In the early 1980’s the hatchback craze took Europe by storm. Some would say the Hot-Hatch’s popularity is the leading cause of death amongst British sports cars between the ages of 25-40 years old. Others would point to bounteous bureaucratic foibles that led to the collapse of many once heralded auto makers. Perhaps it’s a coincidence that the Hatchback begun gaining popularity in a market whilst British owned and manufactured automobiles simultaneously declined.

British built autos fell from 1.7 million units annually down to a paltry 888,000. (But that is another article entirely). Nonetheless the hatchback had arrived… in a big way. And the “Hot-Hatch” was not far behind. Motorways were abuzz with hatchbacks. At least, this is the case in Europe, and for a short time it seemed to be the case in the US. However, on this side of the pond the sprightly little hatches all but disappeared subsequent to the initial boom in the 1980’s. As of late, the intrinsically European styled automobile is making a comeback. But is it too late for the land of liberty to embrace these lovable little laugh machines?

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Until recently if you were driving a hatchback in The States, you may be mocked and called names, such as, an anglophile, a communist, or worse a hippy! Ironically some of the greatest hot-hatches (and best-selling cars in the UK) are manufactured by… you guessed it, Ford Motor Company. Actually, let’s go back to 1985 for a moment: 4 of the top 10 cars sold in the UK are manufactured by Ford Motor Company. The escort and fiesta are in the number 1 and 3 spots selling 154,000 and 124,000 respectively. Two additional fords can be found in the top 10 selling cars totaling 167,000 units between them. One is the Ford Sierra known here in the US as an epic consumer fail, the Merkur Scorpio/ XR4Ti. The Orion is the other Ford in the top ten (although not a hatch and not available in the United States). Additionally, 7 of the top ten cars sold are hatch backs, that figure has increased from 7, to 9 of the top 10 cars sold in the UK today.

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Comparatively, American hatchback sales in 1980 were led by the ever so popular Volkswagen Golf. In its first year running, the MK1 Golf sold a whopping 191,000 units. Oddly enough when the more powerful GTI 16v model was introduced in 1985, Golf sales fell to 77,000 and that includes the standard GL model. Mind you, 1985 was a record year in cars sales for the USA at that time. Plus Car and Driver named the Golf GTI the ‘best driver car’ of the year, and Motor Trend honored it with the ‘car of the year’ award, so you know it was no slouch. Yet, all the while Truck and SUV sales have been skyrocketing.

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As of April 2017, the highest volume vehicles sales by model, in the US are, Ford’s F-Series, Chevy Silverado, and the Dodge Ram… All pickup trucks. The total quantity of the three combined is in excess of 600,000! As a matter of fact, a hatch back doesn’t even creep into to the top 20 vehicles sold in the US. The most popular hatchback in America being the focus, ranks as the 29 th most popular car sold in 2016. The next most popular hatchback is the Golf at 63rd, and the Fiesta not until 103rd! That is the same Fiesta that is the bestselling car of all time in the UK with 4,132,294 sold (as of June 2014). Just behind the Fiesta, is the previous reigning title holder FORD Escort (4,105,192 sold).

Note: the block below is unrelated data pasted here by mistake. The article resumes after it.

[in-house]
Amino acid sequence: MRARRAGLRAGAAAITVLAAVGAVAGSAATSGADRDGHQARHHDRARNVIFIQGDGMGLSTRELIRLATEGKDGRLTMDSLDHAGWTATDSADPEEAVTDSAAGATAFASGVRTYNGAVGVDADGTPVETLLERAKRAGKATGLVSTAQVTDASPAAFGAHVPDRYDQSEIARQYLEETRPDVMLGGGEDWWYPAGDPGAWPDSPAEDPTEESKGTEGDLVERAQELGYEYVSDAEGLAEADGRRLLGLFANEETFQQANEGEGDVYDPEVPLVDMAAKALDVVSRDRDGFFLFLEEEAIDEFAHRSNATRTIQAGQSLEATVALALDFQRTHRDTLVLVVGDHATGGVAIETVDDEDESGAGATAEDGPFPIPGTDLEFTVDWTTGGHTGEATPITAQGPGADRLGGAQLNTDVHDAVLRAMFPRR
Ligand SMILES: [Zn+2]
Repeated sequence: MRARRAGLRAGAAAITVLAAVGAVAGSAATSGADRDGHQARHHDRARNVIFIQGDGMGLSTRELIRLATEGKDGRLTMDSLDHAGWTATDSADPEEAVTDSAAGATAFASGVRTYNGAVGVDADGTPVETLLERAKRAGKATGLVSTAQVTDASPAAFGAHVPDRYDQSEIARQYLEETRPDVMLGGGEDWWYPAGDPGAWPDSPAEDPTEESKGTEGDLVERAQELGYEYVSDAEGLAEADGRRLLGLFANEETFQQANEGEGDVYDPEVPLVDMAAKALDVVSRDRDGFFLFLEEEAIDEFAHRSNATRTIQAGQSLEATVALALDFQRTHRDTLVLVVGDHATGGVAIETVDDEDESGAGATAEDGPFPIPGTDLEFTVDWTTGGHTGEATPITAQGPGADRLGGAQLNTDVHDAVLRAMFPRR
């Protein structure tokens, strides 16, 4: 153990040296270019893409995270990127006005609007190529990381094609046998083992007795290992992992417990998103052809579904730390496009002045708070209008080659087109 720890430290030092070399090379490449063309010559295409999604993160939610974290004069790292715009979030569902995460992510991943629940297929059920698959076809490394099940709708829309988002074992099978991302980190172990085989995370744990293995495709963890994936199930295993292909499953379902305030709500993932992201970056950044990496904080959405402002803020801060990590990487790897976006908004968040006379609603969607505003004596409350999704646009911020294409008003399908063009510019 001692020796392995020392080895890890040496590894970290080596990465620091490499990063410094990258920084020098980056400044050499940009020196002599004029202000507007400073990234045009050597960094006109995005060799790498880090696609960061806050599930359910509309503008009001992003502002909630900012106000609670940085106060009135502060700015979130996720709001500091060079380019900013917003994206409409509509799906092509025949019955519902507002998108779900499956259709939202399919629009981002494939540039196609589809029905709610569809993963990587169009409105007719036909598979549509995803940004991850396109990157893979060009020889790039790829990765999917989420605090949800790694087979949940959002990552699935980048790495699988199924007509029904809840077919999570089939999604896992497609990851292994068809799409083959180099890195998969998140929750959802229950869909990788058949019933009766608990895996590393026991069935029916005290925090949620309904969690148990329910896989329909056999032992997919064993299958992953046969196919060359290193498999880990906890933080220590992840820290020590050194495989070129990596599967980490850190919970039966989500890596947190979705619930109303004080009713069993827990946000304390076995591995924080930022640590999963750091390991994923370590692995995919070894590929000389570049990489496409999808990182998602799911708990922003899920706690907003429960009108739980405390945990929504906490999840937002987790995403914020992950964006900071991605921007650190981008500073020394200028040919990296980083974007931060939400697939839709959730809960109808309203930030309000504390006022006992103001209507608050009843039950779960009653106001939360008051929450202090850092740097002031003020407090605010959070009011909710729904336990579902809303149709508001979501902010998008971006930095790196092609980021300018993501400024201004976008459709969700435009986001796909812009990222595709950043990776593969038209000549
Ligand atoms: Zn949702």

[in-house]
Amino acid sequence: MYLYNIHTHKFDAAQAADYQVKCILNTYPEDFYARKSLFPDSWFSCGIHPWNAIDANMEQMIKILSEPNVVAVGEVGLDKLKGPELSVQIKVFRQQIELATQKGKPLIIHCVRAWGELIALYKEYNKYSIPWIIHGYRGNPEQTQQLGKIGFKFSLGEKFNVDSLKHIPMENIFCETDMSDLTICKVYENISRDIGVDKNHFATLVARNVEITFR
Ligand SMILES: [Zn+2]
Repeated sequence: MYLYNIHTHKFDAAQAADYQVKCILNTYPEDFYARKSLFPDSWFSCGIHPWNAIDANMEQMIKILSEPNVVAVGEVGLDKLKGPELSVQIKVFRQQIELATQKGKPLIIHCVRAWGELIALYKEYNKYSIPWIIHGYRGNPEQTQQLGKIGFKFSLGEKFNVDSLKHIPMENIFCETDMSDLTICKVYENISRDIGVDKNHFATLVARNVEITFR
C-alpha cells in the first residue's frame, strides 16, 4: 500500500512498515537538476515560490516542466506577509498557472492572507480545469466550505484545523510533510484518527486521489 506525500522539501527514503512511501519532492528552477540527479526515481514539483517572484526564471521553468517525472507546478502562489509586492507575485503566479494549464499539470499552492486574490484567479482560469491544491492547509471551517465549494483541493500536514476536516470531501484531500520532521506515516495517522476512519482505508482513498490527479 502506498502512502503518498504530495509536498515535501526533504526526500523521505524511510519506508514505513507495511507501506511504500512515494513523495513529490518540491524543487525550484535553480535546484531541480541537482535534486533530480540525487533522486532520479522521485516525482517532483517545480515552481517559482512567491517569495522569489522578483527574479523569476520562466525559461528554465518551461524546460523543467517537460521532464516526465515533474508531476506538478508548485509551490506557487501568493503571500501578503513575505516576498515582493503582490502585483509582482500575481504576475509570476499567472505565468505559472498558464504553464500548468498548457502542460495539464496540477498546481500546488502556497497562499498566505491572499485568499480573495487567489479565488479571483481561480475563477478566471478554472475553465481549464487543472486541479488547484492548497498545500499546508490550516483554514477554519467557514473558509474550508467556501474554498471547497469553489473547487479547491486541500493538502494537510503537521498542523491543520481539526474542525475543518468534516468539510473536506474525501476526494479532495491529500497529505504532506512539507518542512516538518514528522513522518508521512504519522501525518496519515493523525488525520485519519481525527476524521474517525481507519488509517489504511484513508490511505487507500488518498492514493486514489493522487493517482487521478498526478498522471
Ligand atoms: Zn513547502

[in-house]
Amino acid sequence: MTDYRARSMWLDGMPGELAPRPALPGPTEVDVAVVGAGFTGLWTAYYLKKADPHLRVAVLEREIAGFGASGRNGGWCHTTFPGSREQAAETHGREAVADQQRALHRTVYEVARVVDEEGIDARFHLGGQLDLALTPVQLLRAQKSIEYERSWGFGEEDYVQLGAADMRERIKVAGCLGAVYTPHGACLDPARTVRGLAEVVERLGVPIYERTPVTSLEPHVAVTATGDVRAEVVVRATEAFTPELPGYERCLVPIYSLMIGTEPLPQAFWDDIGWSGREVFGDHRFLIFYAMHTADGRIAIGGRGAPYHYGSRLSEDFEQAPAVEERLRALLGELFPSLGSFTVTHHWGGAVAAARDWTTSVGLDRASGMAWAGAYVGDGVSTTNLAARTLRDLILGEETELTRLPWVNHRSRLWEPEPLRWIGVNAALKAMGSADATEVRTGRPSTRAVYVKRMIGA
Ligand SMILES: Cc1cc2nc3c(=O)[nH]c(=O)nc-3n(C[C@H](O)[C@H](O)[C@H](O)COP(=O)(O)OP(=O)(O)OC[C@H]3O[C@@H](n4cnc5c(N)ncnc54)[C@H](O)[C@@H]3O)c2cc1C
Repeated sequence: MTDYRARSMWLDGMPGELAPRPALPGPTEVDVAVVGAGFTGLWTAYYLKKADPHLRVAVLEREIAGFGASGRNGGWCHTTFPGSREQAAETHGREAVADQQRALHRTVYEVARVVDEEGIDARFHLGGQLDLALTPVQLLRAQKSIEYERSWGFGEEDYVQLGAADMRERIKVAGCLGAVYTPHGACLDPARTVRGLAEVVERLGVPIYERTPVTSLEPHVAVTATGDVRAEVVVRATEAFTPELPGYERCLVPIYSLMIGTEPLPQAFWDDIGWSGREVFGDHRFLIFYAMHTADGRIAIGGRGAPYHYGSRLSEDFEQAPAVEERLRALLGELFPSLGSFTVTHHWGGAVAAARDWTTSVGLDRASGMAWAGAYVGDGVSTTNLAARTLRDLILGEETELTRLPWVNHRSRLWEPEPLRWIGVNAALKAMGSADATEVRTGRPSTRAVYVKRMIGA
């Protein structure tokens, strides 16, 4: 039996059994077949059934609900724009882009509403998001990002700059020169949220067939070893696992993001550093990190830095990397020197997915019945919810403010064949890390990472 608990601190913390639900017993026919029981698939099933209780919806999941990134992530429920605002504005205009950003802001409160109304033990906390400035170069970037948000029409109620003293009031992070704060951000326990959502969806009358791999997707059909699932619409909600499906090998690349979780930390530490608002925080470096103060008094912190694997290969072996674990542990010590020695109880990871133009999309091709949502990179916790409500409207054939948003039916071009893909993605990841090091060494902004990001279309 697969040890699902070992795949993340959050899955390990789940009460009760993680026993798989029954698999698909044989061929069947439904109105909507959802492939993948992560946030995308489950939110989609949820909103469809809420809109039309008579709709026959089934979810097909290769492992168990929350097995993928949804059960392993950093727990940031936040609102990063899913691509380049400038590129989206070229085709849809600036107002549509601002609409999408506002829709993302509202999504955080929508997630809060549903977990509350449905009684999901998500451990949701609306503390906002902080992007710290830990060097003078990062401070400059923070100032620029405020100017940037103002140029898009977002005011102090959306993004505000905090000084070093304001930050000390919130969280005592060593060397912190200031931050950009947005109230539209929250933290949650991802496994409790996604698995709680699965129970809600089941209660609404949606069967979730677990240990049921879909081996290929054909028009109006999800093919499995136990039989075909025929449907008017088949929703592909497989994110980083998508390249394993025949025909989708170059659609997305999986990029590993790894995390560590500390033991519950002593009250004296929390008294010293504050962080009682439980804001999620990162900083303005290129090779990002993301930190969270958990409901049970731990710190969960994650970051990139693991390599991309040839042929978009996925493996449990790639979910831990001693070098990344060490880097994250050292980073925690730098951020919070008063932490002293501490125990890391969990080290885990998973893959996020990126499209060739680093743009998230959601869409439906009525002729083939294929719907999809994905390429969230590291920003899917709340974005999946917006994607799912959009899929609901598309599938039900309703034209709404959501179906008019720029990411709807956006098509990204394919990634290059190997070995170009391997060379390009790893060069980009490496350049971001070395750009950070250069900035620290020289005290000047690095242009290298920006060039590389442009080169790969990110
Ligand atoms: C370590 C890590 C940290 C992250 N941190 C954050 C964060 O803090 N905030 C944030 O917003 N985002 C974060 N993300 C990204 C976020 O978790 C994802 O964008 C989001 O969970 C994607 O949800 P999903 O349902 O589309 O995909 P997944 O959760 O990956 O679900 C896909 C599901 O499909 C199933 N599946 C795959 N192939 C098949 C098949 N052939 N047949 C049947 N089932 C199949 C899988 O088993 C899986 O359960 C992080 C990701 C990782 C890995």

For some reason though, pseudo hatchbacks like the Toyota Rav4, the Nissan Rogue, and the Honda CRV, make it in the top 10 regularly. Perhaps Jonny Lieberman of Motor Trend summed it up best a couple years ago on an episode of “Head 2 Head” when he said:

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“Americans hate hatch backs… won’t buy them. But the manufacturers have figured out, ‘hey if you take a hatchback and lift it by 50mm, slap on a skid plate, sell them as an SUV’ we cant stop buyin’em.”

So why didn’t a segment of vehicles dominated by American made souped-up family car flourish in America the way it did in Europe? For all one knows it is because we did not have the hot-hatch arms race with the likes of, the Peugot 205 GTI, Lancia Delta Integrale, the Renault 5 GT Turbo, or even the Ford Escort RS Cosworth edition (plus many more).

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Maybe it’s the difficult safety and emission standards in North America? (That is another article entirely and you can pick up one end of that argument at a link below).

What we do know is that car companies are now making efforts to spark the interest of the hot-hatch here in America once again. Some great examples are the Fiesta ST ( #FiST ), and the Focus ST. VW as always perseveres with the GTI. Hyundai has continued its efforts with the Veloster. Even Honda is getting in the spirit of the hot-hatch comeback with the reintroduction of the Civic Type-R. Not only has the industry began to support this movement but the consumer appears to be responding with enthusiasm as well.

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Regardless of what my friends and family might tell you, I am an optimist. I am excited about the future, particularly the future of Hot-Hatches, and I believe we did not miss the boat. The best of the hot-hatch battles “R” yet to come...

Better late than never I suppose.

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Honda Civic - Wikipedia

The Society of Motor Manufacturers and Traders (SMMT) is one of the largest and most influential trade associations in the UK. Its resources, reputation and unrivalled automotive data place it at the heart of the UK automotive industry.

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*{US Sales Graphics Carsalesbase.com, NADA.org}

*{UK sales Graphics SMMT}